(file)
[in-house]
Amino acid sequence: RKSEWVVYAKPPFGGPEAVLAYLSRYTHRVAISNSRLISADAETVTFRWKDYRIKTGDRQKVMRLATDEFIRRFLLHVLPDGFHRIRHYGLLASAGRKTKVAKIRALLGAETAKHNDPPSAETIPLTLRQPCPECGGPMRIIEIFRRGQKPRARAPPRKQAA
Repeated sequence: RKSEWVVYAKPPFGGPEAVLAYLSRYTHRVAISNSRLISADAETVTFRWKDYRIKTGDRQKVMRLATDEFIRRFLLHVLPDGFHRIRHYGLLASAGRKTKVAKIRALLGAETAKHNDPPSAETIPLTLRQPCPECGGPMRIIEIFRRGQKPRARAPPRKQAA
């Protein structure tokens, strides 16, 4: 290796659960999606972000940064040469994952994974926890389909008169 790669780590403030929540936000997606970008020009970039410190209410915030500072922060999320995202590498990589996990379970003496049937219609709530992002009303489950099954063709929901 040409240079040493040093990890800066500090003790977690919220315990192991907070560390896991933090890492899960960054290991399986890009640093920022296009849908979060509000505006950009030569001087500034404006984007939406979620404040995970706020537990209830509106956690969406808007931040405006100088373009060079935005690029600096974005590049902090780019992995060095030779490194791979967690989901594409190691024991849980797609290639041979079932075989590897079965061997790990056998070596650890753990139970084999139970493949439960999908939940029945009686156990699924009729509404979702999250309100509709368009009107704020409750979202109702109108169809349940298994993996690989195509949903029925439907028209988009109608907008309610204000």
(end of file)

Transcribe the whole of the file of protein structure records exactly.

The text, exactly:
[in-house]
Amino acid sequence: RKSEWVVYAKPPFGGPEAVLAYLSRYTHRVAISNSRLISADAETVTFRWKDYRIKTGDRQKVMRLATDEFIRRFLLHVLPDGFHRIRHYGLLASAGRKTKVAKIRALLGAETAKHNDPPSAETIPLTLRQPCPECGGPMRIIEIFRRGQKPRARAPPRKQAA
Repeated sequence: RKSEWVVYAKPPFGGPEAVLAYLSRYTHRVAISNSRLISADAETVTFRWKDYRIKTGDRQKVMRLATDEFIRRFLLHVLPDGFHRIRHYGLLASAGRKTKVAKIRALLGAETAKHNDPPSAETIPLTLRQPCPECGGPMRIIEIFRRGQKPRARAPPRKQAA
């Protein structure tokens, strides 16, 4: 290796659960999606972000940064040469994952994974926890389909008169 790669780590403030929540936000997606970008020009970039410190209410915030500072922060999320995202590498990589996990379970003496049937219609709530992002009303489950099954063709929901 040409240079040493040093990890800066500090003790977690919220315990192991907070560390896991933090890492899960960054290991399986890009640093920022296009849908979060509000505006950009030569001087500034404006984007939406979620404040995970706020537990209830509106956690969406808007931040405006100088373009060079935005690029600096974005590049902090780019992995060095030779490194791979967690989901594409190691024991849980797609290639041979079932075989590897079965061997790990056998070596650890753990139970084999139970493949439960999908939940029945009686156990699924009729509404979702999250309100509709368009009107704020409750979202109702109108169809349940298994993996690989195509949903029925439907028209988009109608907008309610204000």